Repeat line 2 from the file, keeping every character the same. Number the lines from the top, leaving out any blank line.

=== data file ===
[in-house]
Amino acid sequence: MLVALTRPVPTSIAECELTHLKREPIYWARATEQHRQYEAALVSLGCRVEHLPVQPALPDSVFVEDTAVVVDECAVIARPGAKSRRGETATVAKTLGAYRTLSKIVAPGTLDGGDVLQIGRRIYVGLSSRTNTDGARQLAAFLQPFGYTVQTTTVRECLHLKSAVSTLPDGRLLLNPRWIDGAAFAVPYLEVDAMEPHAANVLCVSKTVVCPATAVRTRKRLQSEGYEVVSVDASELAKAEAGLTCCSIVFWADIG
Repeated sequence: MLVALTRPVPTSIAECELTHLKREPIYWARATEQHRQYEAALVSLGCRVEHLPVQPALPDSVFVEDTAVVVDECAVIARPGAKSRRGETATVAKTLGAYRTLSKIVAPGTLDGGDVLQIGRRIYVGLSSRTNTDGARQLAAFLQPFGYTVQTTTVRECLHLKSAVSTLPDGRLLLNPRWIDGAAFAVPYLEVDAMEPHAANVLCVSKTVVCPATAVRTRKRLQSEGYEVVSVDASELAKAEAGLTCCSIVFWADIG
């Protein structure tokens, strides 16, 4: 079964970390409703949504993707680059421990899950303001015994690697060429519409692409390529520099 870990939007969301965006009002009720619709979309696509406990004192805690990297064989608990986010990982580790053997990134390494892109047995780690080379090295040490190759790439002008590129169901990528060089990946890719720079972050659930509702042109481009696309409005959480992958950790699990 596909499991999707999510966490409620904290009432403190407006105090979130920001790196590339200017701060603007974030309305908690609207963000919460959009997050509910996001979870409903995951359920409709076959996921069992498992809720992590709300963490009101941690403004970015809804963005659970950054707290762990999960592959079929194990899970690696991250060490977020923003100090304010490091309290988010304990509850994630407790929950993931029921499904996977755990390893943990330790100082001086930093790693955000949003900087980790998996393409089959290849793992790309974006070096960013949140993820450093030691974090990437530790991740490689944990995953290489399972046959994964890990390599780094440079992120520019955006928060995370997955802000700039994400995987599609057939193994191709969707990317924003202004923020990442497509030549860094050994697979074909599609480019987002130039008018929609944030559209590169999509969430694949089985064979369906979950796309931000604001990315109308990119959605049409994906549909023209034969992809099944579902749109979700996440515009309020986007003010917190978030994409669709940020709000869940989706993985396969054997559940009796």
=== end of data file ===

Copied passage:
Amino acid sequence: MLVALTRPVPTSIAECELTHLKREPIYWARATEQHRQYEAALVSLGCRVEHLPVQPALPDSVFVEDTAVVVDECAVIARPGAKSRRGETATVAKTLGAYRTLSKIVAPGTLDGGDVLQIGRRIYVGLSSRTNTDGARQLAAFLQPFGYTVQTTTVRECLHLKSAVSTLPDGRLLLNPRWIDGAAFAVPYLEVDAMEPHAANVLCVSKTVVCPATAVRTRKRLQSEGYEVVSVDASELAKAEAGLTCCSIVFWADIG